• Excellent written and verbal communication skills demonstrated through scientific presentations and publications.
  • Ability to work independently and collaboratively in a research environment, with a proactive approach to problem-solving.
  • Familiarity with laboratory safety protocols and good laboratory practices.

Additional Information:

  • Publications: Co-author on two peer-reviewed research articles in cancer biology journals
  • Awards: Recipient of the Biology Excellence Award, University of Manchester (2018)
  • Volunteer Experience: Science Outreach Program, Volunteer Presenter

Oxford CV template with a major in History

Daniel Thompson
45 High Street, Oxford, OX1 4BJ
+44 7890 543210

Personal statement:

A passionate and detail-oriented historian with a love for uncovering and interpreting the past. My academic background and research experience have equipped me with the skills necessary to analyse historical events critically and communicate complex ideas effectively.

Research Experience:

Graduate Research Assistant, Oxford Centre for Victorian Studies, Oxford

  • Conducting archival research and primary source analysis on Victorian social and political history.
  • Analysing historical documents and literature to uncover new perspectives on social movements and reform.

Research Intern, National Archives, London,
Summer 2019

  • Assisted in cataloguing and digitising historical documents related to British colonial history.
  • Conducted preliminary research for archival exhibitions and educational programs.

Teaching Experience:

Teaching Assistant, Introduction to Modern European History, University of Oxford, 2021-Present

  • Assisting in course planning and development, including designing lectures and seminar activities.
  • Providing feedback and guidance to undergraduate students on historical research and writing.


  • DPhil in History, University of Oxford,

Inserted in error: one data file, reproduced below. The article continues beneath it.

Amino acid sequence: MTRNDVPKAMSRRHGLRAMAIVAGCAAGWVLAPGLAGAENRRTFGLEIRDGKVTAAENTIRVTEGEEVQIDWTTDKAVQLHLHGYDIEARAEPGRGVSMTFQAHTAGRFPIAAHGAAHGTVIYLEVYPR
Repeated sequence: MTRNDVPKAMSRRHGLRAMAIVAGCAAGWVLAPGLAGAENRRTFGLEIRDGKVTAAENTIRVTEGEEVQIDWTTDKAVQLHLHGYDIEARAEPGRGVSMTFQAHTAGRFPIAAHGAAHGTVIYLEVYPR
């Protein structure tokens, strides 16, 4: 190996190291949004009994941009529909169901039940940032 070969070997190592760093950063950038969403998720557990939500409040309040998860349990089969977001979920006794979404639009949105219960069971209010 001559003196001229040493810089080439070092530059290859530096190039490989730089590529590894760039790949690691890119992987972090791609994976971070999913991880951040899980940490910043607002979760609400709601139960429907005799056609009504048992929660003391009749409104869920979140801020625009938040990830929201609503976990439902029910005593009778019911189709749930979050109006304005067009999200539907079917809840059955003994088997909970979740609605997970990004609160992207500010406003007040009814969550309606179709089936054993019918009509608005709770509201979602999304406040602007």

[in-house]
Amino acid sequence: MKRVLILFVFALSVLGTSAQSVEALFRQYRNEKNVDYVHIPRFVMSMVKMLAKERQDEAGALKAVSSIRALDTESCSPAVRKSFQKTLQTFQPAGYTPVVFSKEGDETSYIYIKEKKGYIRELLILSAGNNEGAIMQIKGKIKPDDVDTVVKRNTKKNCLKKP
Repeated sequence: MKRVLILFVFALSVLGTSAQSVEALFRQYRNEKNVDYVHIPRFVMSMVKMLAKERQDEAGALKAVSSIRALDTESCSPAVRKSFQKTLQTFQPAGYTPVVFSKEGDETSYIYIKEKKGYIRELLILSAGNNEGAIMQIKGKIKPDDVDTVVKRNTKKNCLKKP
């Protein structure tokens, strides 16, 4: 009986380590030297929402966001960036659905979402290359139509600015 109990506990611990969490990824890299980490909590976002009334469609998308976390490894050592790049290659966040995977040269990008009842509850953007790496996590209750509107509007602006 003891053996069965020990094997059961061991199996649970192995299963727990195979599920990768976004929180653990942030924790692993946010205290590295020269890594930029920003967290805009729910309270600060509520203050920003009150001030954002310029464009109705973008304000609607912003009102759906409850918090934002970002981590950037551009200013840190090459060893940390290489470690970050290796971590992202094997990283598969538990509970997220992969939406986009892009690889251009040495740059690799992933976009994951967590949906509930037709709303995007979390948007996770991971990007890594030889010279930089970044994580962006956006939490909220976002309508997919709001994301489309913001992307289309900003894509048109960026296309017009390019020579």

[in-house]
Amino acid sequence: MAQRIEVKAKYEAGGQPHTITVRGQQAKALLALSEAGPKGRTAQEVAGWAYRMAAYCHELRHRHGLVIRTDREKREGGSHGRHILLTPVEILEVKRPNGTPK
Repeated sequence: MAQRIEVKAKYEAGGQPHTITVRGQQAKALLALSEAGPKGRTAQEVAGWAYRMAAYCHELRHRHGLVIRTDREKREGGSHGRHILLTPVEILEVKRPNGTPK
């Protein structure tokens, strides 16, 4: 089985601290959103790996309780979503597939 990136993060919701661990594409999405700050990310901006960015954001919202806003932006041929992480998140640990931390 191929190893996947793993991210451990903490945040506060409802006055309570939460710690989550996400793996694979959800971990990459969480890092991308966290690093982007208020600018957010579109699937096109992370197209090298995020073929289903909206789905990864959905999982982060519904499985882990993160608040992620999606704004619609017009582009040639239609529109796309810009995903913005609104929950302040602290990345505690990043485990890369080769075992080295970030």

Expected Completion: 2026
    Thesis Title: “Revisiting the Political Landscape of Victorian England: A Study of Social Movements and Reform”
  • MA in History, University of Edinburgh
  • BA (Hons) in History, University of Leeds


  • Proficient in archival research methods and historical analysis techniques.
  • Strong written and verbal communication skills, with experience in academic writing and presentation.
  • Excellent critical thinking and problem-solving abilities, with a keen eye for detail.
  • Ability to work independently and collaboratively in a research environment, with a proactive approach to learning.
  • Familiarity with historical research tools and databases, including digital archives and library catalogues.

Additional Information:

  • Publications: Co-author on a book chapter in a collection on Victorian social history
  • Awards: Recipient of the History Prize, University of Leeds (2018)
  • Volunteer Experience: Historical Society, Volunteer Event Organiser

How to write an Oxford CV step-by-step

oxford cv guide

Step 1

Organise your CV layout:

Ensure your CV has a clean and professional appearance by selecting a readable font and structuring it into distinct sections. Common sections include:

  • Personal details: Start with your name, contact information, and optionally, a brief summary of yourself.
  • Education: List your academic qualifications in reverse chronological order, providing details such as degree, institution, graduation year, and any relevant thesis or dissertation titles.
  • Work experience: Detail your employment history, internships, or research positions, including job titles, company names, locations, and dates of employment. Use bullet points to highlight key responsibilities and achievements.
  • Skills: Showcase your relevant skills, including technical abilities, language proficiencies, and software competencies.
  • Additional information: Include any extra details such as certifications, awards, volunteer experience, or professional memberships.

Step 2

Highlight your education:

Your education section should prominently display your academic qualifications. Start with your most recent degree and work backwards. Include details such as the full name of the qualification, the institution you attended, your graduation year (or expected graduation year), and any notable achievements or projects undertaken during your studies. If applicable, mention any thesis or dissertation titles relevant to your field.

Step 3

Showcase your experience:

Your work experience section is where you demonstrate your practical skills and accomplishments. Provide a concise overview of your employment history, focusing on roles that are relevant to the job you're applying for. For each position, highlight key responsibilities, achievements, and contributions using bullet points. If you have internships or research roles, include them as well, emphasising any hands-on experience or projects you've undertaken.

Step 4

Emphasise your skills:

Identify the most relevant skills to the job you're applying for and highlight them in your CV. These can include technical skills, such as proficiency in specific software or tools, as well as soft skills like communication, teamwork, and problem-solving. For each skill listed, provide examples or instances where you've successfully applied it in previous roles or projects. This helps to demonstrate your competence and suitability for the position.

Step 5

Proofread and tailor: